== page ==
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I am trying to simulate calculating Average Marginal Effects on a basic linear regression with interaction on a binary variable and compare the empirical standard deviation I get from simulations and the analytic standard error of the Average Marginal Effect I calculate using the Delta Method. But I keep getting a standard error that is way too small.

Below is my attempt with detailed explanation of each step:

  1. Data Generation codes:

I am simulating data of the form:

$y = \beta_0 + \beta_1 x_1 + \beta_2 x_1 x_2 + \epsilon$

# import packages
import numpy as np
import pandas as pd
import statsmodels.formula.api as smf

def make_data():
    
    # preset beta values
    beta0 = 1
    beta1 = 2
    beta2 = 3
    betas = np.asarray([beta0, beta1, beta2])

    n = 500
    x1 = np.random.choice(2, size=[n, 1])  # x1 is binary!
    x2 = np.random.normal(1, 1, size=[n, 1])
    x1x2 = x1*x2
    X = np.hstack([x1, x2, x1x2])
    epsilon = np.random.normal(0, 0.1, size=[n, 1])
    y = beta0 + x1*beta1 + x1x2*beta2 + epsilon

    data = np.hstack([y, X])
    df = pd.DataFrame(data=data, columns=['y', 'x1', 'x2', 'x1x2'])

    return df, x1, x2, x1x2

df, x1, x2, x1x2 = make_data()
  1. Calculate AME (average marginal effect)

I calculate the AME by difference formula for binary variables taken from the official doc of STATA here:

$\frac{1}{n} \sum_{i=1}^n (\hat{\beta}_0 + \hat{\beta}_1 (1) + \hat{\beta}_2 (1) x_2) - (\hat{\beta}_0 + \hat{\beta}_1 (0) + \hat{\beta}_2 (0) x_2) $

def compute_ame(df, x1, x2, x1x2):

    formula = "y ~ x1 + x1x2"
    model = smf.ols(formula, data=df).fit()

    return np.mean( model.predict(df.assign(**{"x1":1, "x1x2":x2})) - model.predict(df.assign(**{"x1":0, "x1x2":0})) )

compute_ame(df, x1, x2, x1x2)  

The output value is around 5, which makes sense since $\beta_1 = 2, \beta_2 = 3$, and $x_2 $ has a mean value of $1$. So from the equation, $y = \beta_0 + \beta_1 x_1 + \beta_2 x_1 x_2 + \epsilon$, turning $x_1$ on increases $y$ by 5.

  1. Get the covariance matrix of the model
formula = "y ~ x1 + x1x2"
model = smf.ols(formula, data=df).fit()

vcov = model.cov_params().values
  1. Get the gradient of AME with respect to each $\beta$'s

$\frac{\partial}{\partial \beta} \frac{1}{n} \sum_{i=1}^n (\hat{\beta}_0 + \hat{\beta}_1 (1) + \hat{\beta}_2 (1) x_2) - (\hat{\beta}_0 + \hat{\beta}_1 (0) + \hat{\beta}_2 (0) x_2) $

$= \big[ (1-1) \enspace\enspace 1 \enspace\enspace \frac{1}{n} \sum_{i=1}^n x_2 \big]$

We have one row matrix here because we are getting AME for one variable, namely the binary variable $x_1$

grad = np.asarray([0, 1, np.mean(x2)]).reshape([-1, 1])
  1. Calculate the standard error:

$(grad)^T (vcov) (grad)$

result = grad.T @ vcov @ grad
  1. Run some simulations to get many AME values so we can calculate their standard deviations:
ames = []
for i in range(1000):
    
    df, x1, x2, x1x2 = make_data()
    ame = compute_ame(df, x1, x2, x1x2)
    
    ames.append(ame)
    
np.std(ames)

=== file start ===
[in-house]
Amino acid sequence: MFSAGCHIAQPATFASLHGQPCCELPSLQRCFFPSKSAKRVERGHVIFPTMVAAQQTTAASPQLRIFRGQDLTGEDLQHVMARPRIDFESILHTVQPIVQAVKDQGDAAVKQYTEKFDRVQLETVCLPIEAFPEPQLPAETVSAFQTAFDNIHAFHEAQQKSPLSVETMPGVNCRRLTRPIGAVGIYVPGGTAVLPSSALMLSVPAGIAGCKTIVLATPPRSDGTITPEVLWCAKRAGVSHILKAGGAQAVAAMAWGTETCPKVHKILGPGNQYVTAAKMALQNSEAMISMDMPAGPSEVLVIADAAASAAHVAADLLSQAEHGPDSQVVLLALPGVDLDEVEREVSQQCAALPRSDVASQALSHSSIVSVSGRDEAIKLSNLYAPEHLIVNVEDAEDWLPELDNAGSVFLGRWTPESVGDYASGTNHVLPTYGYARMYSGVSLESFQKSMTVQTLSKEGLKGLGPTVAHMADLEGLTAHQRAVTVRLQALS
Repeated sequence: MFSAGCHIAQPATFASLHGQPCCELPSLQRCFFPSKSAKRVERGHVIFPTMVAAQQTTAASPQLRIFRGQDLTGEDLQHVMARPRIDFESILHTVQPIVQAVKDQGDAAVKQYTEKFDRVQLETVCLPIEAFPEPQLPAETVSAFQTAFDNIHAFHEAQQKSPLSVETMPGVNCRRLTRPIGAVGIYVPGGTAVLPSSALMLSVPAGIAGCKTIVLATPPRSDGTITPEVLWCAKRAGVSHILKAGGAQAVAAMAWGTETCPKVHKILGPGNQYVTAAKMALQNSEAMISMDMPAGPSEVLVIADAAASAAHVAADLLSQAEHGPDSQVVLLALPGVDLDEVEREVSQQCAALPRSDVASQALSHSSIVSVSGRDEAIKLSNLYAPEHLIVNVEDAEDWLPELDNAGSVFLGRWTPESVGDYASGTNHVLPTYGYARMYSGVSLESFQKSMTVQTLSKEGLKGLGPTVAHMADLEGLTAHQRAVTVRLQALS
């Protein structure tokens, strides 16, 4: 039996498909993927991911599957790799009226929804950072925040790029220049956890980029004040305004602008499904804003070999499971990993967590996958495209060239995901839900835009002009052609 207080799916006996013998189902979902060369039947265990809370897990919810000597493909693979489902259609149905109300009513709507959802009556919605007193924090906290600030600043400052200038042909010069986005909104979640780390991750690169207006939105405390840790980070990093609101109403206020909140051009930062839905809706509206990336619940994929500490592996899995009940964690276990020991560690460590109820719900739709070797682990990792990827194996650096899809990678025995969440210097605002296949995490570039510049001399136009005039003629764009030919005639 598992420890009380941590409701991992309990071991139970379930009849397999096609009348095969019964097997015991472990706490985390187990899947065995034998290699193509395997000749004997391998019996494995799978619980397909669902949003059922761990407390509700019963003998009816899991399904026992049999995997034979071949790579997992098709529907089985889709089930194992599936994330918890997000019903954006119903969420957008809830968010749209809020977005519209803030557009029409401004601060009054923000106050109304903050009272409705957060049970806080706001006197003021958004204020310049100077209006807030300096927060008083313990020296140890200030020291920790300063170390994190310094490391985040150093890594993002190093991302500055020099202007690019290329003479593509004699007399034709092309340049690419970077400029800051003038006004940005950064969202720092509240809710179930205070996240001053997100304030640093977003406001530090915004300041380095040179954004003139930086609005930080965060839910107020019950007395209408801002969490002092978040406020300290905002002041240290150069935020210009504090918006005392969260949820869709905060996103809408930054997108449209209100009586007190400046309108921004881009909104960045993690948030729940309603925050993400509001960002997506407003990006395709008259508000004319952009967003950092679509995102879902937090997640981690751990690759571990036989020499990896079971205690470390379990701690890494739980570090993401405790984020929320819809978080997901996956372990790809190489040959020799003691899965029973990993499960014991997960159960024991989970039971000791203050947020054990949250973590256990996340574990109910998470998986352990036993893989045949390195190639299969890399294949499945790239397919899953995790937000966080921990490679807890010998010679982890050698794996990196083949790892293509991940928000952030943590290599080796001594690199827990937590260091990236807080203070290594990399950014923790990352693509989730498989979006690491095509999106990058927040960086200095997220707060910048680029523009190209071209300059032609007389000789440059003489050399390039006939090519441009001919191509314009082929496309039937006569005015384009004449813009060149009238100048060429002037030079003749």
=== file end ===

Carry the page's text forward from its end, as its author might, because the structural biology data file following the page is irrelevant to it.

1. Compare the results:
print(np.std(ames))  # 0.13759581829
print(np.sqrt(result[0][0]))  # 0.0091748250468 from step 5

The analytic standard error is REALLY small.

What am I doing wrong here?

UPDATES (for answer by user4422):

I separate out variable generation from adding Gaussian noise to re-do the simulation as was advised:

def make_data():
    
    # preset beta values
    beta0 = 1
    beta1 = 2
    beta2 = 3
    betas = np.asarray([beta0, beta1, beta2])

    n = 500
    x1 = np.random.choice(2, size=[n, 1])  # x1 is binary!
    x2 = np.random.normal(1, 1, size=[n, 1])
    x1x2 = x1*x2
    X = np.hstack([x1, x2, x1x2])
    # COMMENTED OUT NOISING CODES
    # epsilon = np.random.normal(0, 0.1, size=[n, 1])
    y = beta0 + x1*beta1 + x1x2*beta2 # + epsilon

    data = np.hstack([y, X])
    df = pd.DataFrame(data=data, columns=['y', 'x1', 'x2', 'x1x2'])

    return df, x1, x2, x1x2

def add_noise(df):
    
    n = 500
    epsilon = np.random.normal(0, 0.1, size=n)
    df_noised = df.copy()
    df_noised['y'] += epsilon
    
    return df_noised

The for loop now changes to first generate dataframe and then add new noise in each loop:

ames = []

df, x1, x2, x1x2 = make_data()  # generate variables here first

for i in range(1000):
    
    df_noised = add_noise(df)  # only change the noise component
    ame = compute_ame(df_noised, x1, x2, x1x2)
    ames.append(ame)
    
np.std(ames)

The standard deviations are similar now

print(np.std(ames))  # 0.0091397150909881
print(np.sqrt(result[0][0]))  # 0.0091748250468 from step 5
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  • $\begingroup$ $$\frac{1}{n}\sum_{i=1}^n (\hat{\beta}_0 + \hat{\beta}_1 (1) + \hat{\beta}_2 (1) x_2)-(\hat{\beta}_0+\hat{\beta}_1(0)+ \hat{\beta}_2(0)x_2)$$ could you specify a bit more precise which formula from the source you applied here? You have these numbers in brackets $(0)$ and $(1)$ where do they come from? If I simplify it further, aren't you effectively computing the following $$\frac{1}{n}\sum_{i=1}^n\hat{\beta}_1+\hat{\beta}_2 x_2$$ I guess that those $1$'s and $0$'s are not correctly placed. It should be the values of $x_{1j}$ (which is another thing, your expression does not use the index $i$. $\endgroup$ Jun 27 at 6:41